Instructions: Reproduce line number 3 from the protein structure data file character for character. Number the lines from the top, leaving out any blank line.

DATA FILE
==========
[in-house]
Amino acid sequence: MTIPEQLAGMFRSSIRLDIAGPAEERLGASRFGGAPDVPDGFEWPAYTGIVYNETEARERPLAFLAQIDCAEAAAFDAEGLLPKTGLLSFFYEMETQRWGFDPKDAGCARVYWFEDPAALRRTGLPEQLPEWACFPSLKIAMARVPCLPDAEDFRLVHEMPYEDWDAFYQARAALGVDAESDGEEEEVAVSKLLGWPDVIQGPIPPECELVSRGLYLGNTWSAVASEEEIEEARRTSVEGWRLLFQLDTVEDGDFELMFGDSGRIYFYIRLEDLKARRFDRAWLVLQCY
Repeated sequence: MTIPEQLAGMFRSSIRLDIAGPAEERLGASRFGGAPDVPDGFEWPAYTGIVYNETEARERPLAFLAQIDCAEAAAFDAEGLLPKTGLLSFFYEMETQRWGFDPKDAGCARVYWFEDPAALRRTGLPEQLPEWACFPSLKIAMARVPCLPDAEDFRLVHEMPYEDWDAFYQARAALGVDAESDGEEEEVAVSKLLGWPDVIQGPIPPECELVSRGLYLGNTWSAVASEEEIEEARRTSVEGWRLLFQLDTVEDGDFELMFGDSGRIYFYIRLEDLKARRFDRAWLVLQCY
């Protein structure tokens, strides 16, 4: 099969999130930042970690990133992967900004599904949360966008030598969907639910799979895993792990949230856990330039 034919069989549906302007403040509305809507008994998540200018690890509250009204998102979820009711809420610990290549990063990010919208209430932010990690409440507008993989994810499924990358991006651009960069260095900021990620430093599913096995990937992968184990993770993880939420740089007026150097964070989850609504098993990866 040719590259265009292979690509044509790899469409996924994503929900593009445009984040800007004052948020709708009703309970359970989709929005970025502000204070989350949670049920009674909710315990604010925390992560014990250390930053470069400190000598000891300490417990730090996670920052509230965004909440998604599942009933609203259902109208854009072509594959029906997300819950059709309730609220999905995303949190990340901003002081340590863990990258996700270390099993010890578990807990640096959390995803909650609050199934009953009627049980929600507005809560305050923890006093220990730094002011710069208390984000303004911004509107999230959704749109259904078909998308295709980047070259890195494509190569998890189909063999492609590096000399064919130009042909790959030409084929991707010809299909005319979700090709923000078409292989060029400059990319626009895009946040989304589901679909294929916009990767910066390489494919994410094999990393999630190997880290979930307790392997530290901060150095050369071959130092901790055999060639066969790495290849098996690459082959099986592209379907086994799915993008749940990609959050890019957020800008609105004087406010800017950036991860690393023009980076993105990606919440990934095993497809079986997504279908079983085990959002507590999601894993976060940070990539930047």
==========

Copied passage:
Repeated sequence: MTIPEQLAGMFRSSIRLDIAGPAEERLGASRFGGAPDVPDGFEWPAYTGIVYNETEARERPLAFLAQIDCAEAAAFDAEGLLPKTGLLSFFYEMETQRWGFDPKDAGCARVYWFEDPAALRRTGLPEQLPEWACFPSLKIAMARVPCLPDAEDFRLVHEMPYEDWDAFYQARAALGVDAESDGEEEEVAVSKLLGWPDVIQGPIPPECELVSRGLYLGNTWSAVASEEEIEEARRTSVEGWRLLFQLDTVEDGDFELMFGDSGRIYFYIRLEDLKARRFDRAWLVLQCY